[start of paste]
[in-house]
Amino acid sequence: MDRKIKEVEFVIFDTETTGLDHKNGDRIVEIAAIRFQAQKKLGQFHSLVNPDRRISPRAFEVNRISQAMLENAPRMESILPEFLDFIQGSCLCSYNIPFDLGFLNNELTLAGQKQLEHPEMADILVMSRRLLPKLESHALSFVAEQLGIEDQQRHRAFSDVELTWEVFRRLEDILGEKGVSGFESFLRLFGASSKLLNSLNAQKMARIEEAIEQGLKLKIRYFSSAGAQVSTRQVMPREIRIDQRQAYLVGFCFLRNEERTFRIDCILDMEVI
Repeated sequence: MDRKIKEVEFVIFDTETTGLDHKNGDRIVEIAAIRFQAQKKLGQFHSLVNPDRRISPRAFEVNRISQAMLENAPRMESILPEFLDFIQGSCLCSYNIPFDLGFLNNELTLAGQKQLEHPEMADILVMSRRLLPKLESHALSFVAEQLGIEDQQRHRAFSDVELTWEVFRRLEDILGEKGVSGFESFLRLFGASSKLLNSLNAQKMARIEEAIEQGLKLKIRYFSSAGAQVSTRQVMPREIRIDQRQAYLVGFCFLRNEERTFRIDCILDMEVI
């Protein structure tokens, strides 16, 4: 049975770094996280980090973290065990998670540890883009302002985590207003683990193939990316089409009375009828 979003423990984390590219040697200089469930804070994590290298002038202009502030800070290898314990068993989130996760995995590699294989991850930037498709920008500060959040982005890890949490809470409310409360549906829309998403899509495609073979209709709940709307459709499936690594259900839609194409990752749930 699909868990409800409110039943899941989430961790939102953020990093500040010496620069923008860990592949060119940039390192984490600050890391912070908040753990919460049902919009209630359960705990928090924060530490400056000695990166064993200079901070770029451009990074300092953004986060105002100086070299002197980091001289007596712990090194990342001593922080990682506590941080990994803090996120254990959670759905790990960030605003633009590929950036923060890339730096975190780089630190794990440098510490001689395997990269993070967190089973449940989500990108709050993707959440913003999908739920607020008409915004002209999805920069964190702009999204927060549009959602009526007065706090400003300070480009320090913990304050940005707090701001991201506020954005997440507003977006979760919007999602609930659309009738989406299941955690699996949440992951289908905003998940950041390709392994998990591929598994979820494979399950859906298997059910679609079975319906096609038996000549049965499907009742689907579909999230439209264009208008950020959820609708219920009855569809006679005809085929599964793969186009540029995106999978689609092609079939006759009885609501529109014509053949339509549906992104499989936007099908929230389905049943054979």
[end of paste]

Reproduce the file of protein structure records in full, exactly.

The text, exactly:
[in-house]
Amino acid sequence: MDRKIKEVEFVIFDTETTGLDHKNGDRIVEIAAIRFQAQKKLGQFHSLVNPDRRISPRAFEVNRISQAMLENAPRMESILPEFLDFIQGSCLCSYNIPFDLGFLNNELTLAGQKQLEHPEMADILVMSRRLLPKLESHALSFVAEQLGIEDQQRHRAFSDVELTWEVFRRLEDILGEKGVSGFESFLRLFGASSKLLNSLNAQKMARIEEAIEQGLKLKIRYFSSAGAQVSTRQVMPREIRIDQRQAYLVGFCFLRNEERTFRIDCILDMEVI
Repeated sequence: MDRKIKEVEFVIFDTETTGLDHKNGDRIVEIAAIRFQAQKKLGQFHSLVNPDRRISPRAFEVNRISQAMLENAPRMESILPEFLDFIQGSCLCSYNIPFDLGFLNNELTLAGQKQLEHPEMADILVMSRRLLPKLESHALSFVAEQLGIEDQQRHRAFSDVELTWEVFRRLEDILGEKGVSGFESFLRLFGASSKLLNSLNAQKMARIEEAIEQGLKLKIRYFSSAGAQVSTRQVMPREIRIDQRQAYLVGFCFLRNEERTFRIDCILDMEVI
């Protein structure tokens, strides 16, 4: 049975770094996280980090973290065990998670540890883009302002985590207003683990193939990316089409009375009828 979003423990984390590219040697200089469930804070994590290298002038202009502030800070290898314990068993989130996760995995590699294989991850930037498709920008500060959040982005890890949490809470409310409360549906829309998403899509495609073979209709709940709307459709499936690594259900839609194409990752749930 699909868990409800409110039943899941989430961790939102953020990093500040010496620069923008860990592949060119940039390192984490600050890391912070908040753990919460049902919009209630359960705990928090924060530490400056000695990166064993200079901070770029451009990074300092953004986060105002100086070299002197980091001289007596712990090194990342001593922080990682506590941080990994803090996120254990959670759905790990960030605003633009590929950036923060890339730096975190780089630190794990440098510490001689395997990269993070967190089973449940989500990108709050993707959440913003999908739920607020008409915004002209999805920069964190702009999204927060549009959602009526007065706090400003300070480009320090913990304050940005707090701001991201506020954005997440507003977006979760919007999602609930659309009738989406299941955690699996949440992951289908905003998940950041390709392994998990591929598994979820494979399950859906298997059910679609079975319906096609038996000549049965499907009742689907579909999230439209264009208008950020959820609708219920009855569809006679005809085929599964793969186009540029995106999978689609092609079939006759009885609501529109014509053949339509549906992104499989936007099908929230389905049943054979």